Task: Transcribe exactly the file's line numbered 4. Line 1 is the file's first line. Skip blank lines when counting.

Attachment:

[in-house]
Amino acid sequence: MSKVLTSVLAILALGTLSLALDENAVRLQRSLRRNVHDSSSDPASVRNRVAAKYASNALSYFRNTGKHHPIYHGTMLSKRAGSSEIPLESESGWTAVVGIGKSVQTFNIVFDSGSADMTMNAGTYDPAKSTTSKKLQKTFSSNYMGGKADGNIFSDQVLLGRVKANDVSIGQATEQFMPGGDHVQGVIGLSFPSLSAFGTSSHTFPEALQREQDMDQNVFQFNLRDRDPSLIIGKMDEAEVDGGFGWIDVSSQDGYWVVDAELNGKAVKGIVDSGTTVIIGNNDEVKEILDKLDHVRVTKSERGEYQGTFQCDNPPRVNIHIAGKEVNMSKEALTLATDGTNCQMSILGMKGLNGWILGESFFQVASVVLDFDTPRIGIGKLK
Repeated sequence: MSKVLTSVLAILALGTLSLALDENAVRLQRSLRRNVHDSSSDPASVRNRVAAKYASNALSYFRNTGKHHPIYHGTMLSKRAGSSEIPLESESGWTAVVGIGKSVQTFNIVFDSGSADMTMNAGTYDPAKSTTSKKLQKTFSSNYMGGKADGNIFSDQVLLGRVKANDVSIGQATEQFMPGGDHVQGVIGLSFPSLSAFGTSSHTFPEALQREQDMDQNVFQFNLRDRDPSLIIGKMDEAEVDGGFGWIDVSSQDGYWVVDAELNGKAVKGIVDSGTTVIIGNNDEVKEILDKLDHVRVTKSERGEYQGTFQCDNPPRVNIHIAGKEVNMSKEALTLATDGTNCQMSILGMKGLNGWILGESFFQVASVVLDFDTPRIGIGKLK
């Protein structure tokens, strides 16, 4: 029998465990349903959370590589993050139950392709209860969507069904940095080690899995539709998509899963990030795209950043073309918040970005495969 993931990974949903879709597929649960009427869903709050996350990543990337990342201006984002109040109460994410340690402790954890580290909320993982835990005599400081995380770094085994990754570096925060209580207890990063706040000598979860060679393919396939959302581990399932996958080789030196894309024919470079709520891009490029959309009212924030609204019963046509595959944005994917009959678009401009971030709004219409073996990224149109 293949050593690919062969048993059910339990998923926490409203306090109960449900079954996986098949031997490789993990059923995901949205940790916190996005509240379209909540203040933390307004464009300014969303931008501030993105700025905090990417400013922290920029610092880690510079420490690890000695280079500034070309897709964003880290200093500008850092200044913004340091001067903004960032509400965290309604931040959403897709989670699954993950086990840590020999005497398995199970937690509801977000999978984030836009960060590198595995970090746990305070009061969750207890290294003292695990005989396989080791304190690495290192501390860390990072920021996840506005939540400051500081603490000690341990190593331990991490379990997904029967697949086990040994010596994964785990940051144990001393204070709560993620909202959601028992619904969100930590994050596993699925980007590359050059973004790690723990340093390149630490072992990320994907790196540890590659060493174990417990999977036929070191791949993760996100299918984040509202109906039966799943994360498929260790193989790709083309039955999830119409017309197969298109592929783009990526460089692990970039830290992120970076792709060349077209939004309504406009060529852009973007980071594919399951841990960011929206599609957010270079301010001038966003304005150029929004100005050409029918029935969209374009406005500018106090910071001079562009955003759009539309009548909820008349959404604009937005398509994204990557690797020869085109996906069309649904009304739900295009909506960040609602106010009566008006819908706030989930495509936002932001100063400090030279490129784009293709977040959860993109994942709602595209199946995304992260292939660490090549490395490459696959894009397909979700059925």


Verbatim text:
């Protein structure tokens, strides 16, 4: 029998465990349903959370590589993050139950392709209860969507069904940095080690899995539709998509899963990030795209950043073309918040970005495969 993931990974949903879709597929649960009427869903709050996350990543990337990342201006984002109040109460994410340690402790954890580290909320993982835990005599400081995380770094085994990754570096925060209580207890990063706040000598979860060679393919396939959302581990399932996958080789030196894309024919470079709520891009490029959309009212924030609204019963046509595959944005994917009959678009401009971030709004219409073996990224149109 293949050593690919062969048993059910339990998923926490409203306090109960449900079954996986098949031997490789993990059923995901949205940790916190996005509240379209909540203040933390307004464009300014969303931008501030993105700025905090990417400013922290920029610092880690510079420490690890000695280079500034070309897709964003880290200093500008850092200044913004340091001067903004960032509400965290309604931040959403897709989670699954993950086990840590020999005497398995199970937690509801977000999978984030836009960060590198595995970090746990305070009061969750207890290294003292695990005989396989080791304190690495290192501390860390990072920021996840506005939540400051500081603490000690341990190593331990991490379990997904029967697949086990040994010596994964785990940051144990001393204070709560993620909202959601028992619904969100930590994050596993699925980007590359050059973004790690723990340093390149630490072992990320994907790196540890590659060493174990417990999977036929070191791949993760996100299918984040509202109906039966799943994360498929260790193989790709083309039955999830119409017309197969298109592929783009990526460089692990970039830290992120970076792709060349077209939004309504406009060529852009973007980071594919399951841990960011929206599609957010270079301010001038966003304005150029929004100005050409029918029935969209374009406005500018106090910071001079562009955003759009539309009548909820008349959404604009937005398509994204990557690797020869085109996906069309649904009304739900295009909506960040609602106010009566008006819908706030989930495509936002932001100063400090030279490129784009293709977040959860993109994942709602595209199946995304992260292939660490090549490395490459696959894009397909979700059925």